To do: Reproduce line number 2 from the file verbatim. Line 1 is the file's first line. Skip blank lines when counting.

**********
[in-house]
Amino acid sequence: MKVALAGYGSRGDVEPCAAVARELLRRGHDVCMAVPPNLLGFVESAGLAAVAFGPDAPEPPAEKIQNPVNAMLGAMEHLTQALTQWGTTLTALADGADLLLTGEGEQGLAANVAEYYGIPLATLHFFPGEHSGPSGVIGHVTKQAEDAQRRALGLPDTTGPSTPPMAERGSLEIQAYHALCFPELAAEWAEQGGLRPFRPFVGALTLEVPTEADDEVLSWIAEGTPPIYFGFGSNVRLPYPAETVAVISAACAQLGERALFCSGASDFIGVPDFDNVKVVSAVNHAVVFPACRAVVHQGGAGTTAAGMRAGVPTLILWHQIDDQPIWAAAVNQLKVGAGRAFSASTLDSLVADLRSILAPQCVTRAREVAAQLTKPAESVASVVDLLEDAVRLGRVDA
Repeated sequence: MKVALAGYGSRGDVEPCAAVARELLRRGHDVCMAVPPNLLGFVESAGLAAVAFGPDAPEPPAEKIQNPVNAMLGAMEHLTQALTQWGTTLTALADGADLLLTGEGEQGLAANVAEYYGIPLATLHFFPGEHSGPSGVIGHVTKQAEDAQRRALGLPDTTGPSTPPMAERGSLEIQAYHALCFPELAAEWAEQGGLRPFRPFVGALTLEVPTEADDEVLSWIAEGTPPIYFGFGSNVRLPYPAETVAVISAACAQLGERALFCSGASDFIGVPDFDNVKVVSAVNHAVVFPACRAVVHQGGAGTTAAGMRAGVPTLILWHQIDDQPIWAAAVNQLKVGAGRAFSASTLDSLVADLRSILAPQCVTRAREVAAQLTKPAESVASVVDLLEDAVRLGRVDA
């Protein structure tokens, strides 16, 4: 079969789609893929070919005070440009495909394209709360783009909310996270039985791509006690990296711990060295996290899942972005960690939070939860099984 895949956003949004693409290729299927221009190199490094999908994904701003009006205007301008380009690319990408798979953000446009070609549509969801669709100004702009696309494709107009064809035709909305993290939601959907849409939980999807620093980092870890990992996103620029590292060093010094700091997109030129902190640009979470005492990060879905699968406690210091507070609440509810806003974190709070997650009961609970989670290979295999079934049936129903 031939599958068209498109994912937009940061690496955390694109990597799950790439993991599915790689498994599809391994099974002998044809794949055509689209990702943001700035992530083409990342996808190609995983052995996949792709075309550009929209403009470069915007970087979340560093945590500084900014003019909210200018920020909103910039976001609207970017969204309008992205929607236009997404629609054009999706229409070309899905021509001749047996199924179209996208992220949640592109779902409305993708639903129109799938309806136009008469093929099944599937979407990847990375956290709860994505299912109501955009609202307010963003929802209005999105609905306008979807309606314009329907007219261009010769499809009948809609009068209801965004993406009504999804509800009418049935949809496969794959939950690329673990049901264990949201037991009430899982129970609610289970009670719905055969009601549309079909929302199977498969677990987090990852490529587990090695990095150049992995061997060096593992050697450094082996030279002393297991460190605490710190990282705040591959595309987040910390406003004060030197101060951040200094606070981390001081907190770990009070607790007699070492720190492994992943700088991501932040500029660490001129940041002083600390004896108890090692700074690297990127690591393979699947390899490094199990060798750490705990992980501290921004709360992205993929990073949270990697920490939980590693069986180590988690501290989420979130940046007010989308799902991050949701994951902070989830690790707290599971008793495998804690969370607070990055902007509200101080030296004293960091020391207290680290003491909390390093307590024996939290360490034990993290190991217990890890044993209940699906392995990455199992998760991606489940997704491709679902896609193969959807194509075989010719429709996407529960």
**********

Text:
Amino acid sequence: MKVALAGYGSRGDVEPCAAVARELLRRGHDVCMAVPPNLLGFVESAGLAAVAFGPDAPEPPAEKIQNPVNAMLGAMEHLTQALTQWGTTLTALADGADLLLTGEGEQGLAANVAEYYGIPLATLHFFPGEHSGPSGVIGHVTKQAEDAQRRALGLPDTTGPSTPPMAERGSLEIQAYHALCFPELAAEWAEQGGLRPFRPFVGALTLEVPTEADDEVLSWIAEGTPPIYFGFGSNVRLPYPAETVAVISAACAQLGERALFCSGASDFIGVPDFDNVKVVSAVNHAVVFPACRAVVHQGGAGTTAAGMRAGVPTLILWHQIDDQPIWAAAVNQLKVGAGRAFSASTLDSLVADLRSILAPQCVTRAREVAAQLTKPAESVASVVDLLEDAVRLGRVDA